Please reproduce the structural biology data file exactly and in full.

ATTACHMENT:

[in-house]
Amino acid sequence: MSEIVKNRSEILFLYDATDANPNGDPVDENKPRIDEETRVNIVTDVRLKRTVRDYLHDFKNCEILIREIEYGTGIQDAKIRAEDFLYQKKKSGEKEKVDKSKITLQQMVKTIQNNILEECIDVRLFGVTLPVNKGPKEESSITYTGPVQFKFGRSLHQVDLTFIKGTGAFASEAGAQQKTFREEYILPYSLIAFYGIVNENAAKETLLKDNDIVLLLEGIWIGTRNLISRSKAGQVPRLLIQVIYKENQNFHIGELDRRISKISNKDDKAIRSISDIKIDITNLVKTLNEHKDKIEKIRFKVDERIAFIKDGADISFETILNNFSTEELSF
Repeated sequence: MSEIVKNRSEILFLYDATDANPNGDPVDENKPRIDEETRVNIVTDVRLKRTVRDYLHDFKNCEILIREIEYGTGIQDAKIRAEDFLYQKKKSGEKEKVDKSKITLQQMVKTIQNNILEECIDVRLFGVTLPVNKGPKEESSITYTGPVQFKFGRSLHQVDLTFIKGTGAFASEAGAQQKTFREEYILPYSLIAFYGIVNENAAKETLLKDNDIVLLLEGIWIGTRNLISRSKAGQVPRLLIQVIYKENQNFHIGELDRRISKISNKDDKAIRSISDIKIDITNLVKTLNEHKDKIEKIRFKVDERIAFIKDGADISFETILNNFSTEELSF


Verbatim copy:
[in-house]
Amino acid sequence: MSEIVKNRSEILFLYDATDANPNGDPVDENKPRIDEETRVNIVTDVRLKRTVRDYLHDFKNCEILIREIEYGTGIQDAKIRAEDFLYQKKKSGEKEKVDKSKITLQQMVKTIQNNILEECIDVRLFGVTLPVNKGPKEESSITYTGPVQFKFGRSLHQVDLTFIKGTGAFASEAGAQQKTFREEYILPYSLIAFYGIVNENAAKETLLKDNDIVLLLEGIWIGTRNLISRSKAGQVPRLLIQVIYKENQNFHIGELDRRISKISNKDDKAIRSISDIKIDITNLVKTLNEHKDKIEKIRFKVDERIAFIKDGADISFETILNNFSTEELSF
Repeated sequence: MSEIVKNRSEILFLYDATDANPNGDPVDENKPRIDEETRVNIVTDVRLKRTVRDYLHDFKNCEILIREIEYGTGIQDAKIRAEDFLYQKKKSGEKEKVDKSKITLQQMVKTIQNNILEECIDVRLFGVTLPVNKGPKEESSITYTGPVQFKFGRSLHQVDLTFIKGTGAFASEAGAQQKTFREEYILPYSLIAFYGIVNENAAKETLLKDNDIVLLLEGIWIGTRNLISRSKAGQVPRLLIQVIYKENQNFHIGELDRRISKISNKDDKAIRSISDIKIDITNLVKTLNEHKDKIEKIRFKVDERIAFIKDGADISFETILNNFSTEELSF